Lower Dakota (Lower Sioux)
WEBSITE OF TRIBE: http://www.lowersioux.com/
1. Historical information about the culture

The Mdewakanton (Lower Sioux) people have lived in Minnesota for as far back as history remembers. The Lower Sioux consisted of four different bands of people, all of which lived along the Minnesota River. This land is agriculturally very rich due to the river flood plain and the wooded bluffs that reside behind it. The Lower Sioux people built their community on the hillside and uplands. They were skilled farmers and artists, living off of the land.  It is incredibly difficult to find anything about their historical livelihoods, as they were the target of an aggressive “civilizing” campaign by the United States government. They were forced to cease their traditions, causing these traditions to be repressed and even forgotten over the following decades.

The Lower Sioux Tribe has always struggled with poverty. Before the 1980s, the Lower Sioux tribe had very limited funds and there were very few employment opportunities available on the reservation. Most of the Lower Sioux people worked for government programs operated by the Tribe. The Lower Sioux people have been manufacturing hand thrown, hand painted, and traditional Dakota pottery since 1972. This tradition continues on today, with the pottery being sold at Tipi Maka Duta, which is the Lower Sioux Trading Post. Today the tribe also leases a gravel pit, which generates additional income. Jackpot Junction, a bingo facility, opened in 1984. It was expanded into a casino, complete with blackjack tables, slots, video games, food service, and nightly entertainment. The facility is open twenty four hours a day, seven days a week. This is operated by the Lower Sioux Tribe. The Lower Sioux Tribe also owns the adjacent gas station and convenience store, as well as the nearby Dakota Inn Motel. This has greatly helped pull them out of poverty.
In the 1850s, the U.S. government had attempted to turn the Lower Sioux Tribe into Christian farmers. Because of these aggressive attempts to “civilize” the Tribe, many of their traditions were lost and repressed over time. Presently, though, efforts are being made to bring these traditions back. It is very important to the Lower Sioux Community that they protect their history and traditions, including burial mounds and artifacts. They have a traditional Dakota language that they are committed to passing down to future generations. Camps within the community help children make gardens alongside elders, using heirloom seeds, and teaching them traditional gardening methods. They have taught them how to grow tobacco while teaching them about its traditional sacredness. They have also made efforts to return medicinal herbs to the area, including sage and sweetgrass. They have recovered human Dakota remains from museums and universities that had held them in archaeological displays and have given them proper Dakota burials. They participate in powwows and give tours, showing their native culture.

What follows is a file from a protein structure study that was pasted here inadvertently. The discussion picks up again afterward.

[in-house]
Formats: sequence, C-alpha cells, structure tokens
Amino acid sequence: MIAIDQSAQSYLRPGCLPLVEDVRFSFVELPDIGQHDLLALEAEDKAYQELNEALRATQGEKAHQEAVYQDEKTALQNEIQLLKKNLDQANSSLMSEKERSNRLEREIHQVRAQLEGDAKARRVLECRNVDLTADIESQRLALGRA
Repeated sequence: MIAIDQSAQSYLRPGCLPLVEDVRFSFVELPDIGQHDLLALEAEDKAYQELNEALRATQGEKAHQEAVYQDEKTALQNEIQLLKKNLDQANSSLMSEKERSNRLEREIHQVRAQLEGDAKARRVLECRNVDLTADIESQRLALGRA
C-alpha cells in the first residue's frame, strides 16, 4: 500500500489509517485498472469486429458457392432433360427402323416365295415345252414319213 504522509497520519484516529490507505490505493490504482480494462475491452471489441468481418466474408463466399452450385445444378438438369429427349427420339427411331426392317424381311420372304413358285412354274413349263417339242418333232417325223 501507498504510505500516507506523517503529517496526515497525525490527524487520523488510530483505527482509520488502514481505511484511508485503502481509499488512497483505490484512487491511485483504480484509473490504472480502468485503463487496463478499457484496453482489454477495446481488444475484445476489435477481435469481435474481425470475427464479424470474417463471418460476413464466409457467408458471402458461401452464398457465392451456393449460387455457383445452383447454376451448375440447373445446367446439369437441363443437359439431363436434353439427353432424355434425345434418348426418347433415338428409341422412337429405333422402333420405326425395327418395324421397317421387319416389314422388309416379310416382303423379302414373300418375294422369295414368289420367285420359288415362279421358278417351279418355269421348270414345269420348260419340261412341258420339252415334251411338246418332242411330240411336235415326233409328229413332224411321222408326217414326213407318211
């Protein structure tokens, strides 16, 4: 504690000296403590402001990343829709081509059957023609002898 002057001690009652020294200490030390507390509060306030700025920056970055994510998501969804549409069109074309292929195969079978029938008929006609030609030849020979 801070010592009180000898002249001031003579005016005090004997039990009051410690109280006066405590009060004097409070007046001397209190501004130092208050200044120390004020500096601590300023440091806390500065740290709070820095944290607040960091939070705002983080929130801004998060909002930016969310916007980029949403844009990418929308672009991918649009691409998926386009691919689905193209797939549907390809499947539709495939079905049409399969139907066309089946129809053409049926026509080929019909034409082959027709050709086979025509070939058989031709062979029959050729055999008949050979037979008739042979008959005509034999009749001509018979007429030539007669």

2. Colonial experience of the culture

Prior to the Dakota War of 1862, the Lower Dakota Native Americans lived in Minnesota. The name Dakota translates very closely to the English words friend and ally. Their land in The Minnesota River Valley was also referred to as Cansa’yapi, which translate to, “Where they marked the trees red.” These Minnesota Dakota consisted of four bands. These four bands were called the Mdewakanton, the Wahpekute, the Sisseton, and the Wahpeton. However, these four bands eventually became knon just as two groups. The first two are now known as the Lower Dakota and the latter two as the Dakota Sioux. All of these groups lived along the Minnesota River. However, as the US Government and citizens started expanding, the Lower Dakota people soon had to fend for themselves in what would turn out to be The Dakota War of 1862.

Tensions between the Dakota and The United States began to increase by the early 1850’s when many treaties were being violated and unfulfilled with the Dakota. In addition to this, many US officials were pushing unfair annuity payments on them causing much hunger and hardship. The Dakota also stopped receiving healthcare as well. In 1862, traders stopped providing any more supplies for credit when the Dakota had their agent, Thomas Galbraith, demand their annuities directly. By denying them any more supplies, all negotiations had ceased as tensions strained even tighter. Five settlers were then killed on August 17, 1862 when a Dakota hunting party went on a hunting expedition. This eventually led to the decision that the Dakota would start attacking the settlers along the Minnesota River Valley to drive them off of their lands. After many skirmishes, the United States Army eventually showed up, resulting in the surrender of most of the bands of Dakota and the capturing of more than a thousand Dakota. These captives were then jailed in Minnesota. On December 16, 1862, the largest one-day execution in American history happened when 38 Dakota were hanged after being sentenced through trials. The remaining Dakota were then expelled from the area when their reservations were abolished by the United States Congress. They then migrated to Nebraska and South Dakota. It was estimated that, “not less than 800 men, women, and children had died,” when Abraham Lincoln gave his second annual address. Despite these losses, many of the Lower Dakota returned to their homes along the Minnesota River. To those who did not fight in the war, the United States Government allowed them to stay on their lands that were provided by the now voided treaties.